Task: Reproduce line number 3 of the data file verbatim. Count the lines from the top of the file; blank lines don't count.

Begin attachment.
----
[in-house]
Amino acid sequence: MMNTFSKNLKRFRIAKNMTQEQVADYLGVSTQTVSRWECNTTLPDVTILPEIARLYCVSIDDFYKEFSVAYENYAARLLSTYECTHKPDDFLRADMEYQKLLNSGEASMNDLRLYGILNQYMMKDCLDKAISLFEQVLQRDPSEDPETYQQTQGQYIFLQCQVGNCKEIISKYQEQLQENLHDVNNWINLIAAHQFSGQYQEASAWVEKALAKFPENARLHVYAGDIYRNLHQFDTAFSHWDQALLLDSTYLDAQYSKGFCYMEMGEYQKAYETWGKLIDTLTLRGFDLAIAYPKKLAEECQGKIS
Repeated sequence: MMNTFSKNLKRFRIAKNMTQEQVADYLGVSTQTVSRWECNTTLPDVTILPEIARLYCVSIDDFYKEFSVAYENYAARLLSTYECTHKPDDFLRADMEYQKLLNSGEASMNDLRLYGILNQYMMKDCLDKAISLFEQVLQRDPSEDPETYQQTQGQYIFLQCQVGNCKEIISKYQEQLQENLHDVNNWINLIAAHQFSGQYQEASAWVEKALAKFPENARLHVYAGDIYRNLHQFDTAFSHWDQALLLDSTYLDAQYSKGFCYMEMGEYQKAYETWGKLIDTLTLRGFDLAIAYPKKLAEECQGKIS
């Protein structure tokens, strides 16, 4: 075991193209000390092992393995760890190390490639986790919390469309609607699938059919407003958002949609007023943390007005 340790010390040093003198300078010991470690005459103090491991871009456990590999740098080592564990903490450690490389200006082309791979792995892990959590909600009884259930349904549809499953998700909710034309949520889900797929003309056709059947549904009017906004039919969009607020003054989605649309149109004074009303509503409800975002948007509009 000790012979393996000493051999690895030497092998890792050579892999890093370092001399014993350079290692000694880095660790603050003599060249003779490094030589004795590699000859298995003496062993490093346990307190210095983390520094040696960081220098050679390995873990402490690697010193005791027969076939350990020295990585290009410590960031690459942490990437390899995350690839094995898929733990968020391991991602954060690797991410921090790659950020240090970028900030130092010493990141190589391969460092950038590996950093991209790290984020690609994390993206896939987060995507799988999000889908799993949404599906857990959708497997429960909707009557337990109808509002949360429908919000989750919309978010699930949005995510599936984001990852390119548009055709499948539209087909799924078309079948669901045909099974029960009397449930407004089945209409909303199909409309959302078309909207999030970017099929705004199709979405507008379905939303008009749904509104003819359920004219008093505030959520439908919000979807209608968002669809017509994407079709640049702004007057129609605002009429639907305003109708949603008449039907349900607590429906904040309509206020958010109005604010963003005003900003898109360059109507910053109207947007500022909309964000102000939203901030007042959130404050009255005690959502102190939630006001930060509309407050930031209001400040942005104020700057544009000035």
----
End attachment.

Repeated sequence: MMNTFSKNLKRFRIAKNMTQEQVADYLGVSTQTVSRWECNTTLPDVTILPEIARLYCVSIDDFYKEFSVAYENYAARLLSTYECTHKPDDFLRADMEYQKLLNSGEASMNDLRLYGILNQYMMKDCLDKAISLFEQVLQRDPSEDPETYQQTQGQYIFLQCQVGNCKEIISKYQEQLQENLHDVNNWINLIAAHQFSGQYQEASAWVEKALAKFPENARLHVYAGDIYRNLHQFDTAFSHWDQALLLDSTYLDAQYSKGFCYMEMGEYQKAYETWGKLIDTLTLRGFDLAIAYPKKLAEECQGKIS